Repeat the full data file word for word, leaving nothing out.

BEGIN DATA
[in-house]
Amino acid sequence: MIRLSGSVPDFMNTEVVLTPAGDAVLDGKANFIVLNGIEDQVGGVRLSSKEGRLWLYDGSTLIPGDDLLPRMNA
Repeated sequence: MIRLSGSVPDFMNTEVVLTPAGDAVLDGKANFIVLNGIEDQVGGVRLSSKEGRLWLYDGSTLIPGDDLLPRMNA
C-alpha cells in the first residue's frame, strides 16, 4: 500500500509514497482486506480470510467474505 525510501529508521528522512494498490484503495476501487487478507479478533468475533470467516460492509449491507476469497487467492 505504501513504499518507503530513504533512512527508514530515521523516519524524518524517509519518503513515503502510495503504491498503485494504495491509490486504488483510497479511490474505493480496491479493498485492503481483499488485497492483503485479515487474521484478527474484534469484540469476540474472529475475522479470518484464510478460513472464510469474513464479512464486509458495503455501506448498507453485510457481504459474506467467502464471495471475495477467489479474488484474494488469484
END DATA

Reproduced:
[in-house]
Amino acid sequence: MIRLSGSVPDFMNTEVVLTPAGDAVLDGKANFIVLNGIEDQVGGVRLSSKEGRLWLYDGSTLIPGDDLLPRMNA
Repeated sequence: MIRLSGSVPDFMNTEVVLTPAGDAVLDGKANFIVLNGIEDQVGGVRLSSKEGRLWLYDGSTLIPGDDLLPRMNA
C-alpha cells in the first residue's frame, strides 16, 4: 500500500509514497482486506480470510467474505 525510501529508521528522512494498490484503495476501487487478507479478533468475533470467516460492509449491507476469497487467492 505504501513504499518507503530513504533512512527508514530515521523516519524524518524517509519518503513515503502510495503504491498503485494504495491509490486504488483510497479511490474505493480496491479493498485492503481483499488485497492483503485479515487474521484478527474484534469484540469476540474472529475475522479470518484464510478460513472464510469474513464479512464486509458495503455501506448498507453485510457481504459474506467467502464471495471475495477467489479474488484474494488469484